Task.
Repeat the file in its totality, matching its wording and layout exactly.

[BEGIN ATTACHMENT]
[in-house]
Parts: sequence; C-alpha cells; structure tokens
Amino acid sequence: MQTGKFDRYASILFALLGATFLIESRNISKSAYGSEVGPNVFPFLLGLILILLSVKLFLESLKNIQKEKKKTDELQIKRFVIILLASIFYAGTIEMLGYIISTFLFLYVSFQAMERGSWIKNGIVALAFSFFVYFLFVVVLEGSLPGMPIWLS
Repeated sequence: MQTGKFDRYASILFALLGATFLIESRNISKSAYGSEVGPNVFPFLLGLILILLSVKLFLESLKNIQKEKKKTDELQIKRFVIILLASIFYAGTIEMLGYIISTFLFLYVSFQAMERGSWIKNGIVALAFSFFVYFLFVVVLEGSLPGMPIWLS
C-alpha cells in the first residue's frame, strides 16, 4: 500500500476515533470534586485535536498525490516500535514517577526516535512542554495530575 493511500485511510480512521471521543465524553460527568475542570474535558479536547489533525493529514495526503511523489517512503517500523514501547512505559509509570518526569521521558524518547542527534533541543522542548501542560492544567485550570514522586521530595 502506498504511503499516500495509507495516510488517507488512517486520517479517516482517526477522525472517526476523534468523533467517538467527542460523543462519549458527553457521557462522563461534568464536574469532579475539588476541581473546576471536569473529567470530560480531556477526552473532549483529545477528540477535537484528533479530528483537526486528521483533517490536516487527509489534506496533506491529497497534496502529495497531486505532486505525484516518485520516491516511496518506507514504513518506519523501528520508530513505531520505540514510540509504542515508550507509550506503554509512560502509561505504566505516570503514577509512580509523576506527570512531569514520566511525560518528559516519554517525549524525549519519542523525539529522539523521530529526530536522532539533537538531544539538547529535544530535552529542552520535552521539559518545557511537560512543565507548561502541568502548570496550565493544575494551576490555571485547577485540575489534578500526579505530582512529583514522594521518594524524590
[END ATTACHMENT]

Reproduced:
[in-house]
Parts: sequence; C-alpha cells; structure tokens
Amino acid sequence: MQTGKFDRYASILFALLGATFLIESRNISKSAYGSEVGPNVFPFLLGLILILLSVKLFLESLKNIQKEKKKTDELQIKRFVIILLASIFYAGTIEMLGYIISTFLFLYVSFQAMERGSWIKNGIVALAFSFFVYFLFVVVLEGSLPGMPIWLS
Repeated sequence: MQTGKFDRYASILFALLGATFLIESRNISKSAYGSEVGPNVFPFLLGLILILLSVKLFLESLKNIQKEKKKTDELQIKRFVIILLASIFYAGTIEMLGYIISTFLFLYVSFQAMERGSWIKNGIVALAFSFFVYFLFVVVLEGSLPGMPIWLS
C-alpha cells in the first residue's frame, strides 16, 4: 500500500476515533470534586485535536498525490516500535514517577526516535512542554495530575 493511500485511510480512521471521543465524553460527568475542570474535558479536547489533525493529514495526503511523489517512503517500523514501547512505559509509570518526569521521558524518547542527534533541543522542548501542560492544567485550570514522586521530595 502506498504511503499516500495509507495516510488517507488512517486520517479517516482517526477522525472517526476523534468523533467517538467527542460523543462519549458527553457521557462522563461534568464536574469532579475539588476541581473546576471536569473529567470530560480531556477526552473532549483529545477528540477535537484528533479530528483537526486528521483533517490536516487527509489534506496533506491529497497534496502529495497531486505532486505525484516518485520516491516511496518506507514504513518506519523501528520508530513505531520505540514510540509504542515508550507509550506503554509512560502509561505504566505516570503514577509512580509523576506527570512531569514520566511525560518528559516519554517525549524525549519519542523525539529522539523521530529526530536522532539533537538531544539538547529535544530535552529542552520535552521539559518545557511537560512543565507548561502541568502548570496550565493544575494551576490555571485547577485540575489534578500526579505530582512529583514522594521518594524524590